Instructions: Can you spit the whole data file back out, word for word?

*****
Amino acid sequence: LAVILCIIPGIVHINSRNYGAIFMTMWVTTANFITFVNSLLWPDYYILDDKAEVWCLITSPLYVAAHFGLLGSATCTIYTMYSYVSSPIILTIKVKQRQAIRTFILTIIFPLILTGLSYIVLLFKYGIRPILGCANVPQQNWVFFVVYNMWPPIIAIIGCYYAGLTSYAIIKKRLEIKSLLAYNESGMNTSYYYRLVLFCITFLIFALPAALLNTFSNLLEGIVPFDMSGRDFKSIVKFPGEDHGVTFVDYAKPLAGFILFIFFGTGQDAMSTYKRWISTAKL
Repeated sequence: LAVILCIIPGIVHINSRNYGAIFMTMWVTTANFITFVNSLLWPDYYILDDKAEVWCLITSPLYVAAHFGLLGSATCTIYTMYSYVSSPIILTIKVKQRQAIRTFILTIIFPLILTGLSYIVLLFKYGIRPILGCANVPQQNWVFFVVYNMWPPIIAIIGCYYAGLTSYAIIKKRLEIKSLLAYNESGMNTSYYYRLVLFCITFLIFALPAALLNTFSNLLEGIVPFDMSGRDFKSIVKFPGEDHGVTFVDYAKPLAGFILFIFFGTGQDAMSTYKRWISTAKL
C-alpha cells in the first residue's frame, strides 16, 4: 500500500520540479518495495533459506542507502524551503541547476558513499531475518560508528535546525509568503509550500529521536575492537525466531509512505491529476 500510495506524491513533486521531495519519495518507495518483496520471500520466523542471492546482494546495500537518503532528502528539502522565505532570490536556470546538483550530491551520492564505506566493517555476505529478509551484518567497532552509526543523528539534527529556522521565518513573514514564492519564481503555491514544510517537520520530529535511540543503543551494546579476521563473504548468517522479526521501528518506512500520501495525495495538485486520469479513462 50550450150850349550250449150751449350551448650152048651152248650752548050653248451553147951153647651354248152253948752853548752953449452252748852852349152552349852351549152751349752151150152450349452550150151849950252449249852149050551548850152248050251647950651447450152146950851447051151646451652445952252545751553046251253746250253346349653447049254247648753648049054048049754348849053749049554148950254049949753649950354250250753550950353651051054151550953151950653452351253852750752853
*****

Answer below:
Amino acid sequence: LAVILCIIPGIVHINSRNYGAIFMTMWVTTANFITFVNSLLWPDYYILDDKAEVWCLITSPLYVAAHFGLLGSATCTIYTMYSYVSSPIILTIKVKQRQAIRTFILTIIFPLILTGLSYIVLLFKYGIRPILGCANVPQQNWVFFVVYNMWPPIIAIIGCYYAGLTSYAIIKKRLEIKSLLAYNESGMNTSYYYRLVLFCITFLIFALPAALLNTFSNLLEGIVPFDMSGRDFKSIVKFPGEDHGVTFVDYAKPLAGFILFIFFGTGQDAMSTYKRWISTAKL
Repeated sequence: LAVILCIIPGIVHINSRNYGAIFMTMWVTTANFITFVNSLLWPDYYILDDKAEVWCLITSPLYVAAHFGLLGSATCTIYTMYSYVSSPIILTIKVKQRQAIRTFILTIIFPLILTGLSYIVLLFKYGIRPILGCANVPQQNWVFFVVYNMWPPIIAIIGCYYAGLTSYAIIKKRLEIKSLLAYNESGMNTSYYYRLVLFCITFLIFALPAALLNTFSNLLEGIVPFDMSGRDFKSIVKFPGEDHGVTFVDYAKPLAGFILFIFFGTGQDAMSTYKRWISTAKL
C-alpha cells in the first residue's frame, strides 16, 4: 500500500520540479518495495533459506542507502524551503541547476558513499531475518560508528535546525509568503509550500529521536575492537525466531509512505491529476 500510495506524491513533486521531495519519495518507495518483496520471500520466523542471492546482494546495500537518503532528502528539502522565505532570490536556470546538483550530491551520492564505506566493517555476505529478509551484518567497532552509526543523528539534527529556522521565518513573514514564492519564481503555491514544510517537520520530529535511540543503543551494546579476521563473504548468517522479526521501528518506512500520501495525495495538485486520469479513462 50550450150850349550250449150751449350551448650152048651152248650752548050653248451553147951153647651354248152253948752853548752953449452252748852852349152552349852351549152751349752151150152450349452550150151849950252449249852149050551548850152248050251647950651447450152146950851447051151646451652445952252545751553046251253746250253346349653447049254247648753648049054048049754348849053749049554148950254049949753649950354250250753550950353651051054151550953151950653452351253852750752853